Robert Higgins’ Argent and FSD ordered to pay $145.7 million for “deeply troubling” scam

Rick Steves

The Consent Order requires the Settling Defendants to pay restitution of $112.7 million, as well as a civil monetary penalty of $33 million and permanent trading and registration bans”.

The U.S. District Court for the District of Delaware entered a consent order against Robert Leroy Higgins and his companies Argent Asset Group LLC (Argent) and First State Depository Company, LLC (FSD) after finding the defendants liable for misappropriating tens of millions of dollars and making fraudulent misrepresentations to customers in connection with the purchase and sale of precious metals.

The order by Judge Richard G. Andrews requires the defendants to pay $112,700,000 in restitution to those defrauded and pay a $33 million civil monetary penalty.

The case, brought forth by the CFTC, focuses on a fraudulent and deceptive scheme that took place between 2014 and 2022, where the defendants solicited and misappropriate tens of millions of dollars in funds and silver from approximately 200 customers in connection with a fraudulent silver leasing program known as the “Maximus Program.”

Monthly “lease” payment for gold and silver coins

The Maximus Program purported to offer customers guaranteed monthly lease payments in exchange for the use of silver purportedly purchased from Argent or silver owned by customers.

Customers were told they would earn a monthly “lease” payment based on a sliding scale that, in part, depended on the amount of silver the Maximus customers leased to Argent. Customers were falsely told, among other things, that Argent would acquire silver on their behalf, their silver was securely stored by FSD in a storage facility, and their investments were guaranteed and fully insured.

In reality, customers’ precious metals were not securely stored at FSD but instead were misappropriated by the defendants. Moreover, on several occasions, the defendants also misappropriated funds intended to be used to purchase metals.

As the orders state, the defendants’ fraudulent scheme was not limited to the Maximus Program. The defendants misappropriated other client assets and misled and deceived those clients when they attempted to withdraw their assets or transfer them to another depository. In addition, the defendants lied about the insurance coverage FSD maintained and failed to adequately insure its clients’ assets despite representations and guarantees it made to the contrary.

Following the filing of the CFTC complaint, the investigation of the Court-appointed receiver revealed the full scope of the Defendants’ fraud—as much as $112.7 million in assets were missing from FSD, including over 500,000 American Silver Eagle Coins. Defendants deceived customers by suggesting that they were holding the coins on behalf of customers.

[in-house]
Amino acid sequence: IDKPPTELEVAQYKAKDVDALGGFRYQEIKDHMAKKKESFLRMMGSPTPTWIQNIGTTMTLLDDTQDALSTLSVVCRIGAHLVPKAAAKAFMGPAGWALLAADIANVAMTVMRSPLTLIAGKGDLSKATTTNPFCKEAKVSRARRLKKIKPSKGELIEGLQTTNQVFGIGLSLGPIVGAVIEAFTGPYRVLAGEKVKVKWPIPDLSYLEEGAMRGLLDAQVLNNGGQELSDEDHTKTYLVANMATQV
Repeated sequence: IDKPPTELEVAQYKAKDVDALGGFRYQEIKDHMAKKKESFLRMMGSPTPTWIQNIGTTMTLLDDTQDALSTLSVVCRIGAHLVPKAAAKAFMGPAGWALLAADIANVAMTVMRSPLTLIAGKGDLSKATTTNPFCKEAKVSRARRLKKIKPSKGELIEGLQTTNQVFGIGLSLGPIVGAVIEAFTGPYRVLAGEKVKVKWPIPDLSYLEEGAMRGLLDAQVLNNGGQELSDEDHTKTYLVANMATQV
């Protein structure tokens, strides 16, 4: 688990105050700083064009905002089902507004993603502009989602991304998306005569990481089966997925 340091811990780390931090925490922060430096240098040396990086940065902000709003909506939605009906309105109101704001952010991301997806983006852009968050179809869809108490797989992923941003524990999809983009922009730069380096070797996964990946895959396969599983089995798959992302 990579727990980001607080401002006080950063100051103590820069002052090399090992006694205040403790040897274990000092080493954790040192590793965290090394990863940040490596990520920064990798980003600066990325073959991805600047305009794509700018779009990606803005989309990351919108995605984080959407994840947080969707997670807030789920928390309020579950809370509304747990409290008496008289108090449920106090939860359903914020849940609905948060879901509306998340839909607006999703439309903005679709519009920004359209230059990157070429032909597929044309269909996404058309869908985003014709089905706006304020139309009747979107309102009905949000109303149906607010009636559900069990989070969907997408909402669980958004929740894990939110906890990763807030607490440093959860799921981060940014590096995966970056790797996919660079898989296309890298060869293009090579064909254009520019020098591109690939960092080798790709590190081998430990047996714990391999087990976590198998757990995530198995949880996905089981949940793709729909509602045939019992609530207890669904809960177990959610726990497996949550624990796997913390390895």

Over 9,000 gold coins were also missing from customer accounts. According to the receiver, a majority of the assets that were supposed to be held at FSD were missing. The receiver found that Defendants brazenly left “IOU” slips in empty boxes marked to indicate a customer’s account, yet containing no assets. This kind of egregious behavior merits the full weight of the Commission’s enforcement authority.

CFTC Director of Enforcement Ian McGinley said: “The Commission is resolute in rooting out fraud in the precious metals markets. As today’s restitution amount demonstrates, the CFTC is committed to vindicating victims’ interests.”

“Defendants simply stole customer money or metals, without even a veneer of legality”

CFTC Commissioner Kristin Johnson commented: “The active efforts to conceal misappropriation by sending fake account statements indicating that Defendants had carefully stored and accounted for customer assets, and offering false and misleading excuses for why assets could not be withdrawn represents the very type of fraud Congress expressly intended to prevent when it enacted the Commodity Exchange Act.

“The CFTC has initiated many actions against fraudsters seeking to bilk hard-working Americans out of their hard-earned dollars by aggressively marketing precious metals, often at an excessive mark-up, while charging exorbitant storage and other fees. This case is deeply troubling; Settling Defendants simply stole customer money or metals, without even a veneer of legality. Accordingly, the Consent Order requires the Settling Defendants to pay restitution of $112.7 million, as well as a civil monetary penalty of $33 million and permanent trading and registration bans”, she continued.

“While these sums are large, they are justified. Our enforcement efforts must be sufficiently calibrated to deter fraudsters from targeting vulnerable investors. There can be no mistake; we are committed to policing markets, identifying and investigating fraud, and protecting vulnerable customers from such conduct.”

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